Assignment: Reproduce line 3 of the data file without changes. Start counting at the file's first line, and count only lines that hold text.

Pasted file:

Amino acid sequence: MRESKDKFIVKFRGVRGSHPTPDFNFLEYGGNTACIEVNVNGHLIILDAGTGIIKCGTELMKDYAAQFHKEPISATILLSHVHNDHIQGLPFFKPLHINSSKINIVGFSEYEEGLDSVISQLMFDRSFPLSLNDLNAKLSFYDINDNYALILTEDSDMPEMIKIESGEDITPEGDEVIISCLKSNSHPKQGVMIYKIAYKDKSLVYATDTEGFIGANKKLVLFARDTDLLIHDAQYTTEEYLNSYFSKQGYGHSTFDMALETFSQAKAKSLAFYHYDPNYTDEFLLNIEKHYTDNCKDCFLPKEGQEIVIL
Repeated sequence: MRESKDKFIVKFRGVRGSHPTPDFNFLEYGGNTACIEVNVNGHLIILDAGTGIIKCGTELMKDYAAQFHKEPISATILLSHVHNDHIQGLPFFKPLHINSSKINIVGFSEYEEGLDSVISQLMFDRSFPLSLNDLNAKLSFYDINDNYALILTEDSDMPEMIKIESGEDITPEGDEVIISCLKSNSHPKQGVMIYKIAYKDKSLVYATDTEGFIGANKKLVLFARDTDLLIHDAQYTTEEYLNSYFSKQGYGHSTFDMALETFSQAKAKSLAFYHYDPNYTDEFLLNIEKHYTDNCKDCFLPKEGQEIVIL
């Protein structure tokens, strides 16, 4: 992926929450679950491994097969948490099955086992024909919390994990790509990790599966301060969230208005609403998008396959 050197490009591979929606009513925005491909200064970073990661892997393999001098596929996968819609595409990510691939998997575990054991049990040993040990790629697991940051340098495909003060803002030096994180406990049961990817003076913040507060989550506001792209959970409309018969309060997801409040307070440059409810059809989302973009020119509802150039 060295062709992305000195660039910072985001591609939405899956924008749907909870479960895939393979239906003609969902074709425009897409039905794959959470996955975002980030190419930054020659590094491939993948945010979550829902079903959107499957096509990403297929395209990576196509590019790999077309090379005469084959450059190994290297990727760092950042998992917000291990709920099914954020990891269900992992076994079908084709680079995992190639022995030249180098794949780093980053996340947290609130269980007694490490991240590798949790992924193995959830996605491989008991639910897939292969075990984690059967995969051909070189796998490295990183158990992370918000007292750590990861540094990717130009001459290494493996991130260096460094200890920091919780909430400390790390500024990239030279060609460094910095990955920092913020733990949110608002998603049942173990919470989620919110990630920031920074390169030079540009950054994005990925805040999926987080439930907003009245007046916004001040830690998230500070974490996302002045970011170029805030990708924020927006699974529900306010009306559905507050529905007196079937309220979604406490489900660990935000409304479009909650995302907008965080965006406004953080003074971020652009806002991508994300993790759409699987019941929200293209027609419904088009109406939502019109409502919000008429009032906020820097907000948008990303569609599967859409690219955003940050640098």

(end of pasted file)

């Protein structure tokens, strides 16, 4: 992926929450679950491994097969948490099955086992024909919390994990790509990790599966301060969230208005609403998008396959 050197490009591979929606009513925005491909200064970073990661892997393999001098596929996968819609595409990510691939998997575990054991049990040993040990790629697991940051340098495909003060803002030096994180406990049961990817003076913040507060989550506001792209959970409309018969309060997801409040307070440059409810059809989302973009020119509802150039 060295062709992305000195660039910072985001591609939405899956924008749907909870479960895939393979239906003609969902074709425009897409039905794959959470996955975002980030190419930054020659590094491939993948945010979550829902079903959107499957096509990403297929395209990576196509590019790999077309090379005469084959450059190994290297990727760092950042998992917000291990709920099914954020990891269900992992076994079908084709680079995992190639022995030249180098794949780093980053996340947290609130269980007694490490991240590798949790992924193995959830996605491989008991639910897939292969075990984690059967995969051909070189796998490295990183158990992370918000007292750590990861540094990717130009001459290494493996991130260096460094200890920091919780909430400390790390500024990239030279060609460094910095990955920092913020733990949110608002998603049942173990919470989620919110990630920031920074390169030079540009950054994005990925805040999926987080439930907003009245007046916004001040830690998230500070974490996302002045970011170029805030990708924020927006699974529900306010009306559905507050529905007196079937309220979604406490489900660990935000409304479009909650995302907008965080965006406004953080003074971020652009806002991508994300993790759409699987019941929200293209027609419904088009109406939502019109409502919000008429009032906020820097907000948008990303569609599967859409690219955003940050640098």